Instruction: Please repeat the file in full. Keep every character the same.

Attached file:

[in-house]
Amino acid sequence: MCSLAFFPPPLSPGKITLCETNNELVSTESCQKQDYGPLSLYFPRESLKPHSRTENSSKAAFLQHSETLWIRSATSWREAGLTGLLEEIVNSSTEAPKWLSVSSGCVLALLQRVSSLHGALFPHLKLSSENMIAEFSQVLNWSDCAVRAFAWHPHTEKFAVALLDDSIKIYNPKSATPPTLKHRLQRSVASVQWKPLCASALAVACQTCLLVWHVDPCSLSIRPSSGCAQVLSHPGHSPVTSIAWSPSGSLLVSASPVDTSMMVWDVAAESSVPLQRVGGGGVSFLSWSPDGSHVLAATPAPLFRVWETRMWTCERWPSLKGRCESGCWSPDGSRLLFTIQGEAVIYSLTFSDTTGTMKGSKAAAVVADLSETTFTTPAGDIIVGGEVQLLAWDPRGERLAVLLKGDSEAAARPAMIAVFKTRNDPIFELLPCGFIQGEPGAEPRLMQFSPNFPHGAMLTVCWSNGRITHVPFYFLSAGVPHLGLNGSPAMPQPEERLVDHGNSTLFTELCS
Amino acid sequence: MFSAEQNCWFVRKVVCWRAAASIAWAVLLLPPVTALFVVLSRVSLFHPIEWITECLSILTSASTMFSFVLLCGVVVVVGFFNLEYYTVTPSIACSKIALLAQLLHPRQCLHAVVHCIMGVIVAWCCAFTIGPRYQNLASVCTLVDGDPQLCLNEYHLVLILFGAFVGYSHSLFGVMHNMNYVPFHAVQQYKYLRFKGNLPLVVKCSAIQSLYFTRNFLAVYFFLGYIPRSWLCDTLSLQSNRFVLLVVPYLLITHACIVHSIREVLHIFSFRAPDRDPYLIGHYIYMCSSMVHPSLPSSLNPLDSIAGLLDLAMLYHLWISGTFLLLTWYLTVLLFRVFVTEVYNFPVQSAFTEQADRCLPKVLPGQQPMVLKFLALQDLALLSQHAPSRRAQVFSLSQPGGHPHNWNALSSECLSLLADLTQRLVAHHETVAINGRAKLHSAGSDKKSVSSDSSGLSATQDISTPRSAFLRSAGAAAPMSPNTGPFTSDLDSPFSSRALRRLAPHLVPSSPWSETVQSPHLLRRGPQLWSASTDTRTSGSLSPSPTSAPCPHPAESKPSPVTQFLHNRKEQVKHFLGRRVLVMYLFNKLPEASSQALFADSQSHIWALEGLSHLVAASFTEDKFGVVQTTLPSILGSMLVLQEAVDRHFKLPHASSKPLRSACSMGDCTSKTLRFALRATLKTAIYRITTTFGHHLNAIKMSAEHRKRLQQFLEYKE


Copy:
[in-house]
Amino acid sequence: MCSLAFFPPPLSPGKITLCETNNELVSTESCQKQDYGPLSLYFPRESLKPHSRTENSSKAAFLQHSETLWIRSATSWREAGLTGLLEEIVNSSTEAPKWLSVSSGCVLALLQRVSSLHGALFPHLKLSSENMIAEFSQVLNWSDCAVRAFAWHPHTEKFAVALLDDSIKIYNPKSATPPTLKHRLQRSVASVQWKPLCASALAVACQTCLLVWHVDPCSLSIRPSSGCAQVLSHPGHSPVTSIAWSPSGSLLVSASPVDTSMMVWDVAAESSVPLQRVGGGGVSFLSWSPDGSHVLAATPAPLFRVWETRMWTCERWPSLKGRCESGCWSPDGSRLLFTIQGEAVIYSLTFSDTTGTMKGSKAAAVVADLSETTFTTPAGDIIVGGEVQLLAWDPRGERLAVLLKGDSEAAARPAMIAVFKTRNDPIFELLPCGFIQGEPGAEPRLMQFSPNFPHGAMLTVCWSNGRITHVPFYFLSAGVPHLGLNGSPAMPQPEERLVDHGNSTLFTELCS
Amino acid sequence: MFSAEQNCWFVRKVVCWRAAASIAWAVLLLPPVTALFVVLSRVSLFHPIEWITECLSILTSASTMFSFVLLCGVVVVVGFFNLEYYTVTPSIACSKIALLAQLLHPRQCLHAVVHCIMGVIVAWCCAFTIGPRYQNLASVCTLVDGDPQLCLNEYHLVLILFGAFVGYSHSLFGVMHNMNYVPFHAVQQYKYLRFKGNLPLVVKCSAIQSLYFTRNFLAVYFFLGYIPRSWLCDTLSLQSNRFVLLVVPYLLITHACIVHSIREVLHIFSFRAPDRDPYLIGHYIYMCSSMVHPSLPSSLNPLDSIAGLLDLAMLYHLWISGTFLLLTWYLTVLLFRVFVTEVYNFPVQSAFTEQADRCLPKVLPGQQPMVLKFLALQDLALLSQHAPSRRAQVFSLSQPGGHPHNWNALSSECLSLLADLTQRLVAHHETVAINGRAKLHSAGSDKKSVSSDSSGLSATQDISTPRSAFLRSAGAAAPMSPNTGPFTSDLDSPFSSRALRRLAPHLVPSSPWSETVQSPHLLRRGPQLWSASTDTRTSGSLSPSPTSAPCPHPAESKPSPVTQFLHNRKEQVKHFLGRRVLVMYLFNKLPEASSQALFADSQSHIWALEGLSHLVAASFTEDKFGVVQTTLPSILGSMLVLQEAVDRHFKLPHASSKPLRSACSMGDCTSKTLRFALRATLKTAIYRITTTFGHHLNAIKMSAEHRKRLQQFLEYKE